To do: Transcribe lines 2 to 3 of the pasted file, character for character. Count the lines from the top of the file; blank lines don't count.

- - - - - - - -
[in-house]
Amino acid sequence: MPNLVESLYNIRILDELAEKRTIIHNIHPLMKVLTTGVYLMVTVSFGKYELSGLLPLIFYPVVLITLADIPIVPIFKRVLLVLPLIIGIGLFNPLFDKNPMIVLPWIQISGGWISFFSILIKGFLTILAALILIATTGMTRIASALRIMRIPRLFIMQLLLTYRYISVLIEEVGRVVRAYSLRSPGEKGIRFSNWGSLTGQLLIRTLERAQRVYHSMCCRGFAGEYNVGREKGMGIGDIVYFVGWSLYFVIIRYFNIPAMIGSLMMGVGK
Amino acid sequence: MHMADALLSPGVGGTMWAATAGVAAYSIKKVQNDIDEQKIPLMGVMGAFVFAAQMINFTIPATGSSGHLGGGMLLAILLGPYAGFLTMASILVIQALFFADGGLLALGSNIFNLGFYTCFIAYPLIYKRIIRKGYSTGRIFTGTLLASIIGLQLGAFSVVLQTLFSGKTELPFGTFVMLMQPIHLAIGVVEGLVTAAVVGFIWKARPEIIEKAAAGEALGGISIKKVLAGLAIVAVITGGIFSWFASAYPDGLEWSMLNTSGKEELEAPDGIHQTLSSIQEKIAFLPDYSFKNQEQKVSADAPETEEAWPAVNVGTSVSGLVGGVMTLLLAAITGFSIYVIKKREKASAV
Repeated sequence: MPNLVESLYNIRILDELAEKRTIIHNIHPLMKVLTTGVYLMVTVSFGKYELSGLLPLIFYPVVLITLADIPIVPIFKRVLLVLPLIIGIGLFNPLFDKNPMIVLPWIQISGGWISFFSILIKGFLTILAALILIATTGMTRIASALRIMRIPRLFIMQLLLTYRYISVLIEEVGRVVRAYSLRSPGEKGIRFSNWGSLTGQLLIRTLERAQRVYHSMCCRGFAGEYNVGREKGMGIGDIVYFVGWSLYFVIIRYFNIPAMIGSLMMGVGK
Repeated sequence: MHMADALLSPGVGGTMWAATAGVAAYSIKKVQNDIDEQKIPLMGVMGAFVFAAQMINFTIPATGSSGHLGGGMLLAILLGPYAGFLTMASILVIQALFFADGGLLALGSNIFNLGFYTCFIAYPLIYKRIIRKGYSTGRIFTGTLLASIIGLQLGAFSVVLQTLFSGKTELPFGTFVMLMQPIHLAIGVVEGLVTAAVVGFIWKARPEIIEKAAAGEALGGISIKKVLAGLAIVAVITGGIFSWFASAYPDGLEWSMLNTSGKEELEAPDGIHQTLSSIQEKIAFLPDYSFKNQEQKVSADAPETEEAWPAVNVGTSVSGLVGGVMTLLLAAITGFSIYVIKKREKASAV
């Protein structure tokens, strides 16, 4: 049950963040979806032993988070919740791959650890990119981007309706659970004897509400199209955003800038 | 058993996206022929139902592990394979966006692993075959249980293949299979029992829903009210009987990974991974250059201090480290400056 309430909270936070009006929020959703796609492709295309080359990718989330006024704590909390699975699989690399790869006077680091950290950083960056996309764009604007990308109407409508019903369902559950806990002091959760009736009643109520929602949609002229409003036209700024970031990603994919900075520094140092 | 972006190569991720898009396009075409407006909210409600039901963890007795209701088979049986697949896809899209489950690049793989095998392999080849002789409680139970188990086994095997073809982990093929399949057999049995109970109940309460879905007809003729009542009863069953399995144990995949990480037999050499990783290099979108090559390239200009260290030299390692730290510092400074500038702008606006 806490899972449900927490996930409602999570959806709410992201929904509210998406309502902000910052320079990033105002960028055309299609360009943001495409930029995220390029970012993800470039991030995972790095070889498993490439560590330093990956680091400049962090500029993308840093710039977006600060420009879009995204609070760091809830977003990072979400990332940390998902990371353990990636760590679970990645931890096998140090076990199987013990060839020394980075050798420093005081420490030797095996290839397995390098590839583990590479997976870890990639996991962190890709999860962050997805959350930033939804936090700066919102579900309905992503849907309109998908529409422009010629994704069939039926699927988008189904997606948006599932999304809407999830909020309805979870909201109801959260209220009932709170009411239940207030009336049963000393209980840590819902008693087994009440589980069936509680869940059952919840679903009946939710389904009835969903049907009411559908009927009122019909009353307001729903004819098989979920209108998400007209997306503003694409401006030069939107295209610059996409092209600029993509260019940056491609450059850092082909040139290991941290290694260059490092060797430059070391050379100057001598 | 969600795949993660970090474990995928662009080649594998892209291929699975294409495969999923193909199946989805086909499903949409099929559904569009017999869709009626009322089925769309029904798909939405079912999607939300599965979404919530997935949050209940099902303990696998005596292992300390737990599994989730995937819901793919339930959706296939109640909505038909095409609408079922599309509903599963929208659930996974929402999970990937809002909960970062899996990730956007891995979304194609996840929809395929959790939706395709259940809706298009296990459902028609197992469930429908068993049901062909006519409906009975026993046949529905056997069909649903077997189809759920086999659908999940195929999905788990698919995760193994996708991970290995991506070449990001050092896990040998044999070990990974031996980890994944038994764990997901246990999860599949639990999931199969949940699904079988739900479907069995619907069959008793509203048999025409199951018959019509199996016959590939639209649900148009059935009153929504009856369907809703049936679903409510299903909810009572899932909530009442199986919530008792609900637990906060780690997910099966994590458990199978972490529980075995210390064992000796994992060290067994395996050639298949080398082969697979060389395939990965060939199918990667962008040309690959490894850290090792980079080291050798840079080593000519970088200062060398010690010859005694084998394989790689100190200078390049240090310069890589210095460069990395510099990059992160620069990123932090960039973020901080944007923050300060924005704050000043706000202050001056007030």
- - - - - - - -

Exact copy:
Amino acid sequence: MPNLVESLYNIRILDELAEKRTIIHNIHPLMKVLTTGVYLMVTVSFGKYELSGLLPLIFYPVVLITLADIPIVPIFKRVLLVLPLIIGIGLFNPLFDKNPMIVLPWIQISGGWISFFSILIKGFLTILAALILIATTGMTRIASALRIMRIPRLFIMQLLLTYRYISVLIEEVGRVVRAYSLRSPGEKGIRFSNWGSLTGQLLIRTLERAQRVYHSMCCRGFAGEYNVGREKGMGIGDIVYFVGWSLYFVIIRYFNIPAMIGSLMMGVGK
Amino acid sequence: MHMADALLSPGVGGTMWAATAGVAAYSIKKVQNDIDEQKIPLMGVMGAFVFAAQMINFTIPATGSSGHLGGGMLLAILLGPYAGFLTMASILVIQALFFADGGLLALGSNIFNLGFYTCFIAYPLIYKRIIRKGYSTGRIFTGTLLASIIGLQLGAFSVVLQTLFSGKTELPFGTFVMLMQPIHLAIGVVEGLVTAAVVGFIWKARPEIIEKAAAGEALGGISIKKVLAGLAIVAVITGGIFSWFASAYPDGLEWSMLNTSGKEELEAPDGIHQTLSSIQEKIAFLPDYSFKNQEQKVSADAPETEEAWPAVNVGTSVSGLVGGVMTLLLAAITGFSIYVIKKREKASAV